Editor’s note: An earlier version of this story misstated the recycling rates of Boulder and Boulder County in 2018. That year, Boulder County recycled 40% of its waste and Boulder recycled 57%. The story below has been corrected. The story also has been clarified to note that Boulder’s recycling rate includes composting.
Despite its green reputation, Colorado produced a record 9,307,000 tons of waste in 2018, only 12% of which was recycled, far below the national average of 35%, according to Eco-Cycle.
While Boulder County outpaced its counterparts with 40% of its waste recycled, as did Boulder, which recycled or composted 57% of its waste, other progressive cities around the country, such as San Francisco and Portland, recycled 80% and 70% of their waste, respectively.
On Monday, several members of the Colorado Legislature’s Zero Waste and Recycling Interim Committee toured recycling facilities in Boulder, Larimer and Broomfield counties to better understand how they could craft legislation to boost Colorado’s recycling system.
The main difference between Colorado and California, according to Kate Bailey, the solutions director for Eco-Cycle, is the cost of landfills is nearly twice as high in more densely populated areas of California, which also make those areas more attractive to the companies that repurpose recycled material.
“We need to be selling materials out our backdoor to cover our costs,” Bailey said. “With recycling being more expensive than landfills, what makes this facility work right now is that cities have recycling programs that bring us their materials for free, but we need to be focused on creating end markets for our material so we offset future costs.”
End-market businesses would not only make recycling centers more profitable, but also would reduce the costs and environmental impact of shipping sorted material to end-market businesses out of state, she said.
The first step, Bailey said, is to make municipal recycling programs more prevalent. Currently, only 15 cities in Colorado automatically provide households with a recycling cart, while 25 counties provide no curbside recycling at all. In many of those areas, drop-off centers are also few and far between.
With more municipal recycling programs, the price of recycling will fall as convenience increases, allowing the state to produce more material for end-market businesses to repurpose, incentivizing them to open factories in Colorado and allowing them to not only divert more waste from the landfills, but also reduce greenhouse gas emissions, said Baily and Dan Matsch, the manager of Eco-Cycle’s Center for Hard to Recycle Materials.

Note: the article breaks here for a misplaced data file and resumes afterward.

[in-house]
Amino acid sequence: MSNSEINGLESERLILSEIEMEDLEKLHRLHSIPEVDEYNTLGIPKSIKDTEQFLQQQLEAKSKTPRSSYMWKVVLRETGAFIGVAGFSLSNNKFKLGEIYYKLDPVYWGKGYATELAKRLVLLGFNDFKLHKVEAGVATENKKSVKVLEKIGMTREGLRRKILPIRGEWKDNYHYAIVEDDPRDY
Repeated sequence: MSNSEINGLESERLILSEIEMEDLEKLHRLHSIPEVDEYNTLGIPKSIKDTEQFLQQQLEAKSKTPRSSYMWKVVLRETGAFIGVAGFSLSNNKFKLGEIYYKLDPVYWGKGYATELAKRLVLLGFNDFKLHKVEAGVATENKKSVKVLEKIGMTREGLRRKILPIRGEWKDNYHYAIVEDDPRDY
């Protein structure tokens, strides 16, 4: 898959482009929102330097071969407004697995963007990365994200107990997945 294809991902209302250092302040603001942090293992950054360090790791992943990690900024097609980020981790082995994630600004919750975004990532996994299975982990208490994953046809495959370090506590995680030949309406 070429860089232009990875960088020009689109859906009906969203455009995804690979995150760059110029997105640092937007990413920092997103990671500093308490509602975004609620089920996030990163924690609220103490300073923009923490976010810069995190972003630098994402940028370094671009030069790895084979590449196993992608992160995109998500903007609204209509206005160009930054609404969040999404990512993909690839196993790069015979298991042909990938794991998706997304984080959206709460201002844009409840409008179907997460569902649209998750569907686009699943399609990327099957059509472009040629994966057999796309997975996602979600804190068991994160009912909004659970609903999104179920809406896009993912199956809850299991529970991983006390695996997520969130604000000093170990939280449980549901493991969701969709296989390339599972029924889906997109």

However, because many smaller communities cannot afford the equipment used to sort and bundle recycling, the ideal situation, ]Matsch said, is to have a regional hub where all of the communities along the Front Range can combine resources.
Committee member Sen. Kevin Priola, R-Henderson, spoke with fellow committee member Rep. Marc Catlin, R-Montrose, about the possibility of setting up a system where Montrose could truck its recyclable plastics, paper and glass to the Front Range, where they could be processed and sold to manufacturers. On the way back, the truck could carry organic materials from the Front Range that could be used for compost on Montrose’s many farms.
For the time being, however, the Zero Waste and Recycling Interim Committee is focused on the lower hanging fruit.
“It’s clear we need to incentivize recycling infrastructure to get companies here,” said Lisa Cutter, D-Evergreen, chair of the committee. “If we don’t, then it doesn’t matter.”
While the Zero Waste and Recycling Interim Committee will not begin the process of submitting ideas for legislation until Tuesday, the group has been gathering information on Colorado’s recycling infrastructure since July and already had some ideas in play on Monday.
The first is to design and fund a state-level recycling market development center. The center would assist existing and new end-market recycling business to evaluate opportunities, advocate for local and statewide recycling policies to increase the supply of recycled materials, and educate the public about the importance of recycling.
The second is to provide both business and personal property tax relief for new and existing businesses that participate in the recycling economy.